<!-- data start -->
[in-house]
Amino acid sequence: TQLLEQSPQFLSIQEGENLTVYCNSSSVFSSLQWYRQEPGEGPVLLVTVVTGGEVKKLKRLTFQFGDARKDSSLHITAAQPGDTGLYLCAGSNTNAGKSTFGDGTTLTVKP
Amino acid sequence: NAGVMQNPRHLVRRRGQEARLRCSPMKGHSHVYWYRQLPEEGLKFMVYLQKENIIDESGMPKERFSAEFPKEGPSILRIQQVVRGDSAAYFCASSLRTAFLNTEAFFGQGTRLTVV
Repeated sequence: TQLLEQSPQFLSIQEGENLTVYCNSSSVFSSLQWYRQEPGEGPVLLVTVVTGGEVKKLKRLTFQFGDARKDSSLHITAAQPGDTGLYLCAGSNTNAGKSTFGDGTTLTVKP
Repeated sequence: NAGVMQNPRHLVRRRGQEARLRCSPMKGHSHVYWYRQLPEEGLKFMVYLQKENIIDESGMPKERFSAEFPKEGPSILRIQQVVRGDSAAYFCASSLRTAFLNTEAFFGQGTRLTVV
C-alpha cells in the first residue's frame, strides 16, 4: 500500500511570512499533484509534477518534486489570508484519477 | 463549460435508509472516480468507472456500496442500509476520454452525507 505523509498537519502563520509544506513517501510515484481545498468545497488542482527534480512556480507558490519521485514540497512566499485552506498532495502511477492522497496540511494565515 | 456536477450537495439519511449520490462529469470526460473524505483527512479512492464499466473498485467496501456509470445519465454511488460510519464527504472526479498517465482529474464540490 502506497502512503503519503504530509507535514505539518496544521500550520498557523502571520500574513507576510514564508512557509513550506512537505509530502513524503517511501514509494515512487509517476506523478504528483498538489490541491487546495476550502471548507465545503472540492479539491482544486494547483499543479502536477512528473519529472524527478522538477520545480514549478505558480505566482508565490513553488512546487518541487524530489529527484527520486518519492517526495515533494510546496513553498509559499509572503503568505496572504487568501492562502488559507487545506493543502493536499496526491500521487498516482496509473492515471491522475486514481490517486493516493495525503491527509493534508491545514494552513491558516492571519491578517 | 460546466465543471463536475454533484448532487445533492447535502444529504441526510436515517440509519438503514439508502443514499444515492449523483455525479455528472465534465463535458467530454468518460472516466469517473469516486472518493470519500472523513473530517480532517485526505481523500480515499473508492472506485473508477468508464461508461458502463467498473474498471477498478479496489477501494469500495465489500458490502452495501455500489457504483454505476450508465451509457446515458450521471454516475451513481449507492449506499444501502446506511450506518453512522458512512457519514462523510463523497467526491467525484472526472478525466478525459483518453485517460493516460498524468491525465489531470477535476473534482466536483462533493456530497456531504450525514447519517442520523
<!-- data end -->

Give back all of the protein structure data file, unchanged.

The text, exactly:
[in-house]
Amino acid sequence: TQLLEQSPQFLSIQEGENLTVYCNSSSVFSSLQWYRQEPGEGPVLLVTVVTGGEVKKLKRLTFQFGDARKDSSLHITAAQPGDTGLYLCAGSNTNAGKSTFGDGTTLTVKP
Amino acid sequence: NAGVMQNPRHLVRRRGQEARLRCSPMKGHSHVYWYRQLPEEGLKFMVYLQKENIIDESGMPKERFSAEFPKEGPSILRIQQVVRGDSAAYFCASSLRTAFLNTEAFFGQGTRLTVV
Repeated sequence: TQLLEQSPQFLSIQEGENLTVYCNSSSVFSSLQWYRQEPGEGPVLLVTVVTGGEVKKLKRLTFQFGDARKDSSLHITAAQPGDTGLYLCAGSNTNAGKSTFGDGTTLTVKP
Repeated sequence: NAGVMQNPRHLVRRRGQEARLRCSPMKGHSHVYWYRQLPEEGLKFMVYLQKENIIDESGMPKERFSAEFPKEGPSILRIQQVVRGDSAAYFCASSLRTAFLNTEAFFGQGTRLTVV
C-alpha cells in the first residue's frame, strides 16, 4: 500500500511570512499533484509534477518534486489570508484519477 | 463549460435508509472516480468507472456500496442500509476520454452525507 505523509498537519502563520509544506513517501510515484481545498468545497488542482527534480512556480507558490519521485514540497512566499485552506498532495502511477492522497496540511494565515 | 456536477450537495439519511449520490462529469470526460473524505483527512479512492464499466473498485467496501456509470445519465454511488460510519464527504472526479498517465482529474464540490 502506497502512503503519503504530509507535514505539518496544521500550520498557523502571520500574513507576510514564508512557509513550506512537505509530502513524503517511501514509494515512487509517476506523478504528483498538489490541491487546495476550502471548507465545503472540492479539491482544486494547483499543479502536477512528473519529472524527478522538477520545480514549478505558480505566482508565490513553488512546487518541487524530489529527484527520486518519492517526495515533494510546496513553498509559499509572503503568505496572504487568501492562502488559507487545506493543502493536499496526491500521487498516482496509473492515471491522475486514481490517486493516493495525503491527509493534508491545514494552513491558516492571519491578517 | 460546466465543471463536475454533484448532487445533492447535502444529504441526510436515517440509519438503514439508502443514499444515492449523483455525479455528472465534465463535458467530454468518460472516466469517473469516486472518493470519500472523513473530517480532517485526505481523500480515499473508492472506485473508477468508464461508461458502463467498473474498471477498478479496489477501494469500495465489500458490502452495501455500489457504483454505476450508465451509457446515458450521471454516475451513481449507492449506499444501502446506511450506518453512522458512512457519514462523510463523497467526491467525484472526472478525466478525459483518453485517460493516460498524468491525465489531470477535476473534482466536483462533493456530497456531504450525514447519517442520523